If perception is reality, it is odd that the team with the number one pick at the start of Draft Day is the Seattle Seahawks, the team that recently won the Super Bowl against the Denver Broncos. However, here the team is looking to move the pick, even though they are in need of a quarterback and the can’t-miss prospect in the draft is Bo Callahan (Josh Pence), a QB from Wisconsin. They offer Sonny the pick in exchange for three consecutive #1 picks. To die-hard NFL fans such a draft trade is asinine. You don’t burn picks no matter how sure of a sure thing a #1 draft pick is. (In NFL reality, the New Orleans Saints learned this the hard way in 1999 when they traded away eight draft picks to the Washington Redskins to get Texas Longhorns’ running back, Ricky Williams.)

The decision to move up in the draft at the expensive of discarding the future doesn’t jive with the Browns’ head coach, Vince Penn  (Denis Leary), and now Sonny ruminates over the remaining eight hours before the draft if the deal was the right move and weighs the possibility if a silver lining exists in his GM playbook.

Costner is perfect in his role as GM as his taciturn emotions are similar expressions we’re likely to see with most general managers. GMs by their very nature are driven individuals with a willingness to take risks. Which is why there is an interconnectivity that exists between the business side and personal side of sports for Sonny. His relationship with Ali is a prime example. He has no problems expressing himself in the war room, but around her he is a man of few words unable to express his true feelings. Jennifer Garner is strong in her supporting role as a woman who enjoys sports and who worked hard to get to her position within the Browns’ organization. So she’s functions more than love interest material in this sports drama. Other solid supporting performers include Dennis Leary as the coach, Frank Langella as the always wearing designer shades team owner, and 42‘s Chadwick Boseman and Houston Texans’ running back Arian Foster as top-pick draft prospects (interestingly enough, Foster went undrafted in 2009 and signed with the Texans as a undrafted free agent).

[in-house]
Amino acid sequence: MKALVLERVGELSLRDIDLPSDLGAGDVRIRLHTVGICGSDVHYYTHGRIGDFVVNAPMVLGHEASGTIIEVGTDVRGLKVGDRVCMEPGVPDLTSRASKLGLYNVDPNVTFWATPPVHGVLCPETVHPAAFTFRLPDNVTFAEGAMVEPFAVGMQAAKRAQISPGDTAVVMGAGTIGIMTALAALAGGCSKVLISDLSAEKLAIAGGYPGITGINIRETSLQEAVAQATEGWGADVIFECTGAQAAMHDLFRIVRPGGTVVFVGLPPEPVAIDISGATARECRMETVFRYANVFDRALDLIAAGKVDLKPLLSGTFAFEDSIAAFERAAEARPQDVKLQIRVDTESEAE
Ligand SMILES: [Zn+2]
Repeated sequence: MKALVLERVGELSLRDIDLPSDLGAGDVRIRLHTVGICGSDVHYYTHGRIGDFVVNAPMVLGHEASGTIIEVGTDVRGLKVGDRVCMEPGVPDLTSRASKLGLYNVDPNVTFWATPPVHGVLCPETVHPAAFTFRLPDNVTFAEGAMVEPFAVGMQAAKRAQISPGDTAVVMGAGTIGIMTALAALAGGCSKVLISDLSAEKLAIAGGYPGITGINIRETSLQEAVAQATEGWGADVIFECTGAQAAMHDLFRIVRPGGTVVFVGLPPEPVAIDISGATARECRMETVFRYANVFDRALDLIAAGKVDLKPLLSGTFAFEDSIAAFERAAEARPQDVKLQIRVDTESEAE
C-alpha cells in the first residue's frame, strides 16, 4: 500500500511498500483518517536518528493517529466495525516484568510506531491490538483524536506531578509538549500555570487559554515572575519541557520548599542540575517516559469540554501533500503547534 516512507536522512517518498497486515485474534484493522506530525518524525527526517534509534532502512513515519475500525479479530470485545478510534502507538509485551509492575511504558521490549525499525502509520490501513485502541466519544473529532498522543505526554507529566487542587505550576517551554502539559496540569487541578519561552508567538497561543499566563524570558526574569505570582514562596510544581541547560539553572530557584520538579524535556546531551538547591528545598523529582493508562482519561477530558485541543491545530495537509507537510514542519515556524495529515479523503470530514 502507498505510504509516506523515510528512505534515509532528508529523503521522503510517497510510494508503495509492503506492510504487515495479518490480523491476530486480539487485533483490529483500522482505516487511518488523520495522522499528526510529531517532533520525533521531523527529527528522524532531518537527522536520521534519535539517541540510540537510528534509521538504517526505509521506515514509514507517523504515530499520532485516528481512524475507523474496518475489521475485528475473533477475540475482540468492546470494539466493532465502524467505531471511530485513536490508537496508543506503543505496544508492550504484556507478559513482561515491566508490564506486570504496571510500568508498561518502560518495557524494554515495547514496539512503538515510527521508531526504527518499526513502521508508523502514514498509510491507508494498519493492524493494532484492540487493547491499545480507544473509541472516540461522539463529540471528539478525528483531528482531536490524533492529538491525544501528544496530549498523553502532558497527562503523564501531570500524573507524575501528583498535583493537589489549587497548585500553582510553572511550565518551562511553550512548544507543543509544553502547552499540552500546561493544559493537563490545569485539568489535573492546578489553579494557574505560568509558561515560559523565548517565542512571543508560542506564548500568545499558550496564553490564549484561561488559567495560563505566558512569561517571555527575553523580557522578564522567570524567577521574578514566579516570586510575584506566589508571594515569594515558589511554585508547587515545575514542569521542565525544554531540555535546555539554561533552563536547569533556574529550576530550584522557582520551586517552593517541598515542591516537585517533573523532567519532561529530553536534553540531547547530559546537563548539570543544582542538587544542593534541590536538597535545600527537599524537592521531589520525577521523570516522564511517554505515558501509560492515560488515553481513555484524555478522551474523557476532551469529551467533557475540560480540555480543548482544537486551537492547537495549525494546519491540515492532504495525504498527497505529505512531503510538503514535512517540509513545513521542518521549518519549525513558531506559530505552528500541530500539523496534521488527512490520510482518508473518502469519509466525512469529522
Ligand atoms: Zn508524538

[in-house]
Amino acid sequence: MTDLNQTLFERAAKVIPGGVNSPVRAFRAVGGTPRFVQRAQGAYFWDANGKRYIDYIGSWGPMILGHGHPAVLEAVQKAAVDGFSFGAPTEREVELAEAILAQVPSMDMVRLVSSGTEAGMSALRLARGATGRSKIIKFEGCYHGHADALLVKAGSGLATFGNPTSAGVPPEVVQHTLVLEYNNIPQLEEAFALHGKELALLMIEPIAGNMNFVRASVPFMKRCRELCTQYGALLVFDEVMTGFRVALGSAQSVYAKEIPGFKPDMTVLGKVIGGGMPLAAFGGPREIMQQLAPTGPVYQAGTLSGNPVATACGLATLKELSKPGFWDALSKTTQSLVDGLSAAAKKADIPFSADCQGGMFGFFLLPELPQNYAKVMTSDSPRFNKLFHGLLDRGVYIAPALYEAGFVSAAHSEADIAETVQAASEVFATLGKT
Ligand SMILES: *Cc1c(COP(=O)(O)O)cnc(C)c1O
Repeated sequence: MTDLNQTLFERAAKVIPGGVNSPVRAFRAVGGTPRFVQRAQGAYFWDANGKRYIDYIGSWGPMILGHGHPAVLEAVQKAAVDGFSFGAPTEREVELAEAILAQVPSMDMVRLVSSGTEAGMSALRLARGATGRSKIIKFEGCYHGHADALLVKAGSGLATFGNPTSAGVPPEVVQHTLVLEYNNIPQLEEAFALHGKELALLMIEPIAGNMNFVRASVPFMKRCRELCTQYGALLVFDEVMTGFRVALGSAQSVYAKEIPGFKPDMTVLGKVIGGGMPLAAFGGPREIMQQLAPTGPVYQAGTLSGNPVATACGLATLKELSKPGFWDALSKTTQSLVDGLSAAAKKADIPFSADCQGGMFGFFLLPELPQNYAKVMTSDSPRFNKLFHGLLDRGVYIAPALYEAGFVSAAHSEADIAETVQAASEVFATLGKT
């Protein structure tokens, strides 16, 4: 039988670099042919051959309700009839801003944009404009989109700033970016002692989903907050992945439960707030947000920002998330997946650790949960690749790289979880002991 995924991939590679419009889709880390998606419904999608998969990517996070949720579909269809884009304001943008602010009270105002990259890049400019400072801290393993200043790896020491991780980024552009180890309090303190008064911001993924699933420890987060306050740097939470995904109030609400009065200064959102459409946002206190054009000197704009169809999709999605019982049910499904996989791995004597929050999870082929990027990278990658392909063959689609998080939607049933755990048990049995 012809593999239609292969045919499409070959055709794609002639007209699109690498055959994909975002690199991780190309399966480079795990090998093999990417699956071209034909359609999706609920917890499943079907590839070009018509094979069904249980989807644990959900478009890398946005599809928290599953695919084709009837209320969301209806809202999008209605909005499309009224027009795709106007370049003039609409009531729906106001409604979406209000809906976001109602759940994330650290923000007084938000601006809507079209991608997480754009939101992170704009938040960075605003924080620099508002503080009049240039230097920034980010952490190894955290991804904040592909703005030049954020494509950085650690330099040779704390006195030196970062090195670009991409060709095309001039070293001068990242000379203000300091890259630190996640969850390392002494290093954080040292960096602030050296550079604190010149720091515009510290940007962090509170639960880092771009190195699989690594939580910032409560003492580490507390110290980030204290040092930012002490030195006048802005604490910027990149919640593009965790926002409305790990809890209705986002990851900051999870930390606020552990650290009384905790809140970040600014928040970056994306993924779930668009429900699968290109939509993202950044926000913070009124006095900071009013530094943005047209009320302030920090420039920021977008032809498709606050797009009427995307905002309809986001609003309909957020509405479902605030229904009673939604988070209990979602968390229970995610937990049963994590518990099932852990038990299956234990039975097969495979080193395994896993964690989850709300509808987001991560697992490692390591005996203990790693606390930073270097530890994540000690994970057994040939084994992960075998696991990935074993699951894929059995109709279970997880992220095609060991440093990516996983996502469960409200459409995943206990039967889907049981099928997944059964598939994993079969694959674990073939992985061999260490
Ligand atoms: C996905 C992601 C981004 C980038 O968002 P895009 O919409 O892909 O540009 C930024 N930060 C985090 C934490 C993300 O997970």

For director Ivan Reitman a film like Draft Day seems like he’s ventured down a different path career-wise. This is the same Ivan Reitman who gave us Stripes and Ghostbusters in the ‘80s and bridged to Arnold Schwarzenegger’s comedic range with Twins and Kindergarten Cop. He’s dialed it down to give us a drama, albeit not a weighty one, with comedic touches. The story is predictable but promising if looking beyond the narrative. Reitman does just enough behind the camera where audiences can enjoy the movie for what it is: a crowd-pleaser. Whether it will make football aficionados and so-called “Monday Morning Quarterbacks” think twice before labeling a team hiring or firing as a boneheaded decision? Probably not.

Director: Ivan Reitman
Writer(s): Scott Rothman and Rajiv Jospeh
Notable Cast: Kevin Costner, Jennifer Garner, Denis Leary, Frank Langella, Chadwick Boseman, Josh Pence, Arian Foster, Terry Crews